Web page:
The start of this school year feels so unsteady. On a family trip to the mountains a few years ago, we cautiously shuffled across this mile high suspension bridge. Once we were to the middle of the bridge, huge gusts of wind started whipping through the mountains. The wind was shifting the entire structure as we all gripped the rails. I took deep breaths and shouted “IT’S GOING TO BE FINE! WE’RE FINE! EVERYTHING IS FINE!” The shakiness of my voice revealed what was really happening inside my head — I was scared the whole thing would come tumbling down. This is what starting school feels like right now. Every step feels so .. uncertain.
There’s so much we don’t know about what the next few months will look like, but there is something I can say with absolute certainty: The most important lessons my children will learn during this time were never going to be taught inside the walls of a classroom. Yes, math and reading are crucial but there is so much more they are mastering right now.
Real Life Lessons
- They are learning true empathy. They see how important it is to take care of each other and our community. They now know the simple act of staying home is a gift and a privilege. I’ve seen their hearts hurt for the sick and for those that have lost so much. Learning how to genuinely care about people is a gift that will serve them well in this life.
- They are learning emotional endurance. It takes incredible internal stamina to wake up and live in this new world but they are doing it. It seems like every day brings a new challenge, but they just. keep. going.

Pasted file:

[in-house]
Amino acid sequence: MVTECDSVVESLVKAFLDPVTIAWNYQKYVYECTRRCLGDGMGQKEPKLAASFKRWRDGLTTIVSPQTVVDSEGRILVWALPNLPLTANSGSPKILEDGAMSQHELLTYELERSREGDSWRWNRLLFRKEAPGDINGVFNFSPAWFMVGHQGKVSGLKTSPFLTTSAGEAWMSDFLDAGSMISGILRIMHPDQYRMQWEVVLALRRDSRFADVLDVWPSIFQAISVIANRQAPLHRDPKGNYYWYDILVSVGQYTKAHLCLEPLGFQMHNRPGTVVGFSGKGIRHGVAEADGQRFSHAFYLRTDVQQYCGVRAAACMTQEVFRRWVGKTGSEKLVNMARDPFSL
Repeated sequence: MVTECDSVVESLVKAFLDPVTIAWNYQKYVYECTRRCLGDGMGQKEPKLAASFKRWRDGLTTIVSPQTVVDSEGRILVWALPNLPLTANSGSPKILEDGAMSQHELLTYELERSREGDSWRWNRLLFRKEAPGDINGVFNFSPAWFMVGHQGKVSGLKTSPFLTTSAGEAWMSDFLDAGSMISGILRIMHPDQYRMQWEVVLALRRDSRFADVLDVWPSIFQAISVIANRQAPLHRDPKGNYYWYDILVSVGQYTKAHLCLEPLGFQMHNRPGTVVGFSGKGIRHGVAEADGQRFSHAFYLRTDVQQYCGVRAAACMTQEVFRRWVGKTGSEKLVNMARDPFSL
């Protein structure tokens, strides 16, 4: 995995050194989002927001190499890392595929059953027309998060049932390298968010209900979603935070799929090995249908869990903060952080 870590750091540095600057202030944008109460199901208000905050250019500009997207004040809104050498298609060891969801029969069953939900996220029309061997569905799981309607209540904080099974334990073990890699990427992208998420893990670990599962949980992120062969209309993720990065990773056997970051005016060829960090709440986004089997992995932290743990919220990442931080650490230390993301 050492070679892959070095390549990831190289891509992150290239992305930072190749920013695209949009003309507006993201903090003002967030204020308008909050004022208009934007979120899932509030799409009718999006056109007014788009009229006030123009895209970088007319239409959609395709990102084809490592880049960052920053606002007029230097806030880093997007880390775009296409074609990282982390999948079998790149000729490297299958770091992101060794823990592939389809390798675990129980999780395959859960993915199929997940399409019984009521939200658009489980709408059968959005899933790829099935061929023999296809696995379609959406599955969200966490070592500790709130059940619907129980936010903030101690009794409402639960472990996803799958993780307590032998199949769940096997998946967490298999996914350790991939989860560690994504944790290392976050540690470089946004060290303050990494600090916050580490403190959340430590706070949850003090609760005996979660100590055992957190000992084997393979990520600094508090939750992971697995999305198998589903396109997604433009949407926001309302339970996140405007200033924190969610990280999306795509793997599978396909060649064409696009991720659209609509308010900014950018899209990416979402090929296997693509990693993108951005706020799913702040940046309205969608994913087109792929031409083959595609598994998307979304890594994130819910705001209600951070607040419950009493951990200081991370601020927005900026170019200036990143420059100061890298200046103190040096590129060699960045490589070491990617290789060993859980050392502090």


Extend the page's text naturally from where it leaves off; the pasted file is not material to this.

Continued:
- They are learning resilience. All the things they look forward to, sports, sleepovers, parties, vacations, have been canceled. And they’re fine. They are disappointed, tears have been shed, but they are fine. They had goals and plans for this year. I’m sad this is how they had to learn, but their ability to adapt to this new world inspires me.
- They’re learning boredom won’t actually kill you. In fact, this empty time has made space from some brilliant creations. (Reader: Did you know you can add chocolate covered pretzels to chocolate chip cookie dough? Or you can make nachos with tater tots? It’s not King Lear but our kids are thriving in the kitchen.)
I think the most important thing they’re learning right now is that it’s okay to NOT be okay. They now know there are going to be days you have the energy to conquer the world, and others when you need to pull the covers over your head and stay in bed until the sun goes down. On those dark days, they’ve learned to ask for help. I think asking for help may be the most valuable lesson any of us can learn in all of this.
In fact, I’ve made a deal with my kids. I won’t check a progress report, test grade, or report card this school year if they continue to reach out when they need it. And not just with math (because we all know that wouldn’t benefit anyone) but when they’re having those covers-over-the-head days.
We’re going to get through this. And just like those random wind gusts that caught us off guard on that bridge, this won’t last forever.